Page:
Australia On Trial
Presented by historian Michael Cathcart, Australia on Trial is a thought‐provoking three‐part series recreating the historic trials that throw light on the Australia of colonial times.
These high‐profile and controversial court cases raised major issues of national identity at a time when Australia was evolving from the dominion of the British Empire into a more autonomous federated nation in the late 19th century. But they also raised universal themes and concerns that still resonate in modern‐day Australia. Each of the three episodes covers a separate trial, which triggered unprecedented social and political debate about subjects at the very heart of Australian society: democracy and justice, the identity and behaviour of Australian men, and attitudes towards women and Indigenous people. As well as witnessing the drama and intensity of the courtroom, we see flashbacks of the circumstances of each alleged crime and hear from key characters (journalists, politicians, etc) to see the ‘bigger picture’ surrounding each case.
Ep 1 - The Mount Rennie Outrage
We witness the 1886 trial of 11 Sydney ‘larrikins’ charged with a gang rape of a 16‐year old orphan, Mary Jane Hicks. This horrific crime came at a pivotal point in NSW history, emblematic of the changes taking place in Sydney at the time with rapid urbanisation and unemployment. The court case put Australian youth, masculinity and violence towards women under the spotlight as never before.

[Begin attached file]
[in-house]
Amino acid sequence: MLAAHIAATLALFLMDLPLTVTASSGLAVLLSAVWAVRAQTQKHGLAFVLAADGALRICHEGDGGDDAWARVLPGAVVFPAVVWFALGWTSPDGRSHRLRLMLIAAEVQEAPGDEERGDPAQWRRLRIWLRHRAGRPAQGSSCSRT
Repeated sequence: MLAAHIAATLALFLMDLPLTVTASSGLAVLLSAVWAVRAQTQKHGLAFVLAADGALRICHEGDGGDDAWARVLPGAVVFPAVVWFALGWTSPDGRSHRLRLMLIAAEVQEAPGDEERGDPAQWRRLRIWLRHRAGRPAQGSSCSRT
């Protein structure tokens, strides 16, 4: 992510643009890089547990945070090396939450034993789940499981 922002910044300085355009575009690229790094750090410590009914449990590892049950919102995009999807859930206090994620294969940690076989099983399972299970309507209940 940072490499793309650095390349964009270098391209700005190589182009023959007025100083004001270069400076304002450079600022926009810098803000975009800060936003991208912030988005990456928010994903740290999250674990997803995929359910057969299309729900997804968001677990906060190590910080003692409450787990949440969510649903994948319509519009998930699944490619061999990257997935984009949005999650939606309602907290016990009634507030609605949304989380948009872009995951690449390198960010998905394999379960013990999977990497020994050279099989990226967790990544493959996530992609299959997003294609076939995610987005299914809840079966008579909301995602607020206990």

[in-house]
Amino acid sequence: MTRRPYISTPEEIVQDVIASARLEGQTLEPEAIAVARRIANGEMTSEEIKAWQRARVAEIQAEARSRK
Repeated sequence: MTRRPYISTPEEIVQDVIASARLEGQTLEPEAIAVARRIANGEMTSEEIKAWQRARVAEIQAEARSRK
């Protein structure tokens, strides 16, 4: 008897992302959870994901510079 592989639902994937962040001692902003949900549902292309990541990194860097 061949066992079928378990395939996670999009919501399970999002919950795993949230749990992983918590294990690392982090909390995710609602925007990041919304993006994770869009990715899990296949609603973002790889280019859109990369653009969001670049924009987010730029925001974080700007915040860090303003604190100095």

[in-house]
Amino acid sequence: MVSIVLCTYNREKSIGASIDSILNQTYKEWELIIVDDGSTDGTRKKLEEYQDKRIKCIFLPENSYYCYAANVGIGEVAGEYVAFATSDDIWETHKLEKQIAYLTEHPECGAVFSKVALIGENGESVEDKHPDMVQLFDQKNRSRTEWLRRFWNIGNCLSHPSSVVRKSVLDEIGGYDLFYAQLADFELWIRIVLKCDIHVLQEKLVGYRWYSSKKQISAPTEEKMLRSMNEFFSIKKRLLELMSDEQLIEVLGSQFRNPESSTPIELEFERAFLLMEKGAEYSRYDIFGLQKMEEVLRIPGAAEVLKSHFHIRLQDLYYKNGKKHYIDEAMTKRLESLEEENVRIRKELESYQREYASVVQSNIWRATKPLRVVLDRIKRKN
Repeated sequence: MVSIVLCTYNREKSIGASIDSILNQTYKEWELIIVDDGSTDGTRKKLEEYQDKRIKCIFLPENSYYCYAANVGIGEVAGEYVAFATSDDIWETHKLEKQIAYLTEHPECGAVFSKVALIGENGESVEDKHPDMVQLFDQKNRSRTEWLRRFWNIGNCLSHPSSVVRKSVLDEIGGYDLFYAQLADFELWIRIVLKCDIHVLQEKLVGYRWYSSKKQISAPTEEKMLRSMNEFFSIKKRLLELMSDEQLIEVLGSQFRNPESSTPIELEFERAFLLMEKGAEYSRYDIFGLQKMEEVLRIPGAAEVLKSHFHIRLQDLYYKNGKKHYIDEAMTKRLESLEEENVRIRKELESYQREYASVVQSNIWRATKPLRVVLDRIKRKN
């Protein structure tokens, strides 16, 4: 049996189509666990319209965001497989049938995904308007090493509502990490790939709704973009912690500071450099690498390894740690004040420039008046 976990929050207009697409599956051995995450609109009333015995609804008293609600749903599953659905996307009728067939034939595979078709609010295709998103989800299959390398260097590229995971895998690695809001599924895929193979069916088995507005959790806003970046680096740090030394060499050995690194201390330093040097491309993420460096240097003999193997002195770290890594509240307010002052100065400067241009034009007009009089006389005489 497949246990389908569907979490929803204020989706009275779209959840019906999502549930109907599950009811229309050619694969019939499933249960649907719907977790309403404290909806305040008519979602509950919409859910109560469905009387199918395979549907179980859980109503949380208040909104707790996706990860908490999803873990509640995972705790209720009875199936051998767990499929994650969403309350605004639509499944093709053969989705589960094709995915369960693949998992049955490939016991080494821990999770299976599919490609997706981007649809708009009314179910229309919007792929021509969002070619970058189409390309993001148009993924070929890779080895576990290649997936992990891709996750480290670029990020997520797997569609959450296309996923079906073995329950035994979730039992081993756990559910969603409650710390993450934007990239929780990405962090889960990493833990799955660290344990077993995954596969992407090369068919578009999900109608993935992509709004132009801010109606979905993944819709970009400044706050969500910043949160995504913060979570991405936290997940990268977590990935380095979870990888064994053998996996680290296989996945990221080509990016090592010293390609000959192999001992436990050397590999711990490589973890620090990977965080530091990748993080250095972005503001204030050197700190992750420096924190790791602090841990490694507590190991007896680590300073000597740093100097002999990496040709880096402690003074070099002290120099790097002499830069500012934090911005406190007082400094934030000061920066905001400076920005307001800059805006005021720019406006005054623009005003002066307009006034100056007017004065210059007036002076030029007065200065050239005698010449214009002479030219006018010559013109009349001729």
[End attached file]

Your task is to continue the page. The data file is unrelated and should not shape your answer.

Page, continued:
Ep 2 - The Eureka 13
This program recreates the 1855 trial of The Eureka 13 – the case 13 ‘diggers’ detained six weeks after the Eureka uprising and ordered to stand trial in Melbourne for treason. The ensuing court case would fuel public demand for popular democracy and lead to major changes in the Victorian constitution.
Ep 3 - Massacre at Myall Creek
We see the trials in 1838 of seven European settlers involved in the killing of about 30 unarmed Aborigines in northern NSW. The massacre was sadly indicative of the white people’s aggressive attitudes towards Indigenous people in the region and raised major questions about the settler’s relationship with Aborigines in general.
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